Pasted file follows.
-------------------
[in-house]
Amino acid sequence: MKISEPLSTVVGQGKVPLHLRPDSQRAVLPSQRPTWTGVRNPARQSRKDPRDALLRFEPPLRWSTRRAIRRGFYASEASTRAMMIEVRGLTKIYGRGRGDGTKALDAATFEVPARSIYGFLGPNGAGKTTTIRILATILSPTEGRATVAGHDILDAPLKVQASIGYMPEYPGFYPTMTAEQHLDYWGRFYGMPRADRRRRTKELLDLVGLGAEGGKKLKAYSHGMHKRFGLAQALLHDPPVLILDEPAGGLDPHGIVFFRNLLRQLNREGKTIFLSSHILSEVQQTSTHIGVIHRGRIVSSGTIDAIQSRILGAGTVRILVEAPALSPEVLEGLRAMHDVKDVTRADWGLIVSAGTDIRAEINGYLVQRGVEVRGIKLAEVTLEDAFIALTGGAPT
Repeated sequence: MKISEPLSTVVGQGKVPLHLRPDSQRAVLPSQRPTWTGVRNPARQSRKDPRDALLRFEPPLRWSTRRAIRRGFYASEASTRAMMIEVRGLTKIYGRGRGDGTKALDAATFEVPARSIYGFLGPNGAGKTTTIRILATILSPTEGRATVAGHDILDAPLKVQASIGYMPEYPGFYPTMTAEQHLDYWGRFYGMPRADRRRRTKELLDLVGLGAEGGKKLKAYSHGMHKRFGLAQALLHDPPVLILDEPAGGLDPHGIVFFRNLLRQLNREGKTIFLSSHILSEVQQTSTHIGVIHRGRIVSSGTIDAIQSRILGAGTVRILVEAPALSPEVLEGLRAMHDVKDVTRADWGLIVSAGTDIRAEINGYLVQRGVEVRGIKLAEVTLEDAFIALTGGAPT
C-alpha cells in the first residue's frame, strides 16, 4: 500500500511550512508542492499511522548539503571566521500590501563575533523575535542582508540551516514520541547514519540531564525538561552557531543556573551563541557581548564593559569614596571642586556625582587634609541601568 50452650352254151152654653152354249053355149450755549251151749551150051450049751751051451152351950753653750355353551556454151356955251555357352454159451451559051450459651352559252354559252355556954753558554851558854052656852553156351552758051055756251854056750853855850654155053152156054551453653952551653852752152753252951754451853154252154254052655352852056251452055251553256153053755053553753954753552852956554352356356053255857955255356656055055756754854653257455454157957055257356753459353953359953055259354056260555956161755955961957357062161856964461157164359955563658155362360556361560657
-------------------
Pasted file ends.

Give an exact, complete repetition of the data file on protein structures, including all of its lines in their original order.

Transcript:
[in-house]
Amino acid sequence: MKISEPLSTVVGQGKVPLHLRPDSQRAVLPSQRPTWTGVRNPARQSRKDPRDALLRFEPPLRWSTRRAIRRGFYASEASTRAMMIEVRGLTKIYGRGRGDGTKALDAATFEVPARSIYGFLGPNGAGKTTTIRILATILSPTEGRATVAGHDILDAPLKVQASIGYMPEYPGFYPTMTAEQHLDYWGRFYGMPRADRRRRTKELLDLVGLGAEGGKKLKAYSHGMHKRFGLAQALLHDPPVLILDEPAGGLDPHGIVFFRNLLRQLNREGKTIFLSSHILSEVQQTSTHIGVIHRGRIVSSGTIDAIQSRILGAGTVRILVEAPALSPEVLEGLRAMHDVKDVTRADWGLIVSAGTDIRAEINGYLVQRGVEVRGIKLAEVTLEDAFIALTGGAPT
Repeated sequence: MKISEPLSTVVGQGKVPLHLRPDSQRAVLPSQRPTWTGVRNPARQSRKDPRDALLRFEPPLRWSTRRAIRRGFYASEASTRAMMIEVRGLTKIYGRGRGDGTKALDAATFEVPARSIYGFLGPNGAGKTTTIRILATILSPTEGRATVAGHDILDAPLKVQASIGYMPEYPGFYPTMTAEQHLDYWGRFYGMPRADRRRRTKELLDLVGLGAEGGKKLKAYSHGMHKRFGLAQALLHDPPVLILDEPAGGLDPHGIVFFRNLLRQLNREGKTIFLSSHILSEVQQTSTHIGVIHRGRIVSSGTIDAIQSRILGAGTVRILVEAPALSPEVLEGLRAMHDVKDVTRADWGLIVSAGTDIRAEINGYLVQRGVEVRGIKLAEVTLEDAFIALTGGAPT
C-alpha cells in the first residue's frame, strides 16, 4: 500500500511550512508542492499511522548539503571566521500590501563575533523575535542582508540551516514520541547514519540531564525538561552557531543556573551563541557581548564593559569614596571642586556625582587634609541601568 50452650352254151152654653152354249053355149450755549251151749551150051450049751751051451152351950753653750355353551556454151356955251555357352454159451451559051450459651352559252354559252355556954753558554851558854052656852553156351552758051055756251854056750853855850654155053152156054551453653952551653852752152753252951754451853154252154254052655352852056251452055251553256153053755053553753954753552852956554352356356053255857955255356656055055756754854653257455454157957055257356753459353953359953055259354056260555956161755955961957357062161856964461157164359955563658155362360556361560657